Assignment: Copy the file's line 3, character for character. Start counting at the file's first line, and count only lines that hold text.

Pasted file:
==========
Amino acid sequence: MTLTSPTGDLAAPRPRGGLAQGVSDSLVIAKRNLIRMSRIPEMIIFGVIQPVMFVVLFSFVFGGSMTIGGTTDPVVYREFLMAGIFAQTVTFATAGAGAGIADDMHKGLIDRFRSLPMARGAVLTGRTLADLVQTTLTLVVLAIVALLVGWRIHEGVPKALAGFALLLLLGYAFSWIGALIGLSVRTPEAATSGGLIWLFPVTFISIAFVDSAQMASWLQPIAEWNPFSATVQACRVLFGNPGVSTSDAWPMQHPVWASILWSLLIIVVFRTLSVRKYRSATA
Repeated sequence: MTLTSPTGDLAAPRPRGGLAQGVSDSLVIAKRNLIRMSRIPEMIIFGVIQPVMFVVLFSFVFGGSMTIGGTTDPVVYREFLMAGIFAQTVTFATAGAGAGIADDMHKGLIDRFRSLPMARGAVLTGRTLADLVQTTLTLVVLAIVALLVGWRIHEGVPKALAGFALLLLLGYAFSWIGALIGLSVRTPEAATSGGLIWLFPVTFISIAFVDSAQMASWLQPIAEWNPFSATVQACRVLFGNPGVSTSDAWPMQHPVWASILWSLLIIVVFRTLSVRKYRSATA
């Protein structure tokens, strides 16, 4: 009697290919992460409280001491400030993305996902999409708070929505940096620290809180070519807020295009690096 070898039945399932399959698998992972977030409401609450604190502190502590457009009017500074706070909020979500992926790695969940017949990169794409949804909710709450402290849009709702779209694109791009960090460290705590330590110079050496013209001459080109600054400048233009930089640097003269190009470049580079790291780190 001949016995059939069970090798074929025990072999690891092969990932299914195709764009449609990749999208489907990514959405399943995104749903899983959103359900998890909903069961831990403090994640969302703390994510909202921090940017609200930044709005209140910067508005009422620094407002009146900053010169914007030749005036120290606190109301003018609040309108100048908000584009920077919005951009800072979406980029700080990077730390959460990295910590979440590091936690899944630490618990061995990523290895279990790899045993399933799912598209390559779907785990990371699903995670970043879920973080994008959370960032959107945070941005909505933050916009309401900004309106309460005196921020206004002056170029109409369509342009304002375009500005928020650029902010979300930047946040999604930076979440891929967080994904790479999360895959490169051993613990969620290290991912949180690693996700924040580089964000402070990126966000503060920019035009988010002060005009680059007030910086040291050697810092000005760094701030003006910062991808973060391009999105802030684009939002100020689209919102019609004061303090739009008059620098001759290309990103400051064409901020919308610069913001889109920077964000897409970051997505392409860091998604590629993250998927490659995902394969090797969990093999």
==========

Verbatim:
């Protein structure tokens, strides 16, 4: 009697290919992460409280001491400030993305996902999409708070929505940096620290809180070519807020295009690096 070898039945399932399959698998992972977030409401609450604190502190502590457009009017500074706070909020979500992926790695969940017949990169794409949804909710709450402290849009709702779209694109791009960090460290705590330590110079050496013209001459080109600054400048233009930089640097003269190009470049580079790291780190 001949016995059939069970090798074929025990072999690891092969990932299914195709764009449609990749999208489907990514959405399943995104749903899983959103359900998890909903069961831990403090994640969302703390994510909202921090940017609200930044709005209140910067508005009422620094407002009146900053010169914007030749005036120290606190109301003018609040309108100048908000584009920077919005951009800072979406980029700080990077730390959460990295910590979440590091936690899944630490618990061995990523290895279990790899045993399933799912598209390559779907785990990371699903995670970043879920973080994008959370960032959107945070941005909505933050916009309401900004309106309460005196921020206004002056170029109409369509342009304002375009500005928020650029902010979300930047946040999604930076979440891929967080994904790479999360895959490169051993613990969620290290991912949180690693996700924040580089964000402070990126966000503060920019035009988010002060005009680059007030910086040291050697810092000005760094701030003006910062991808973060391009999105802030684009939002100020689209919102019609004061303090739009008059620098001759290309990103400051064409901020919308610069913001889109920077964000897409970051997505392409860091998604590629993250998927490659995902394969090797969990093999």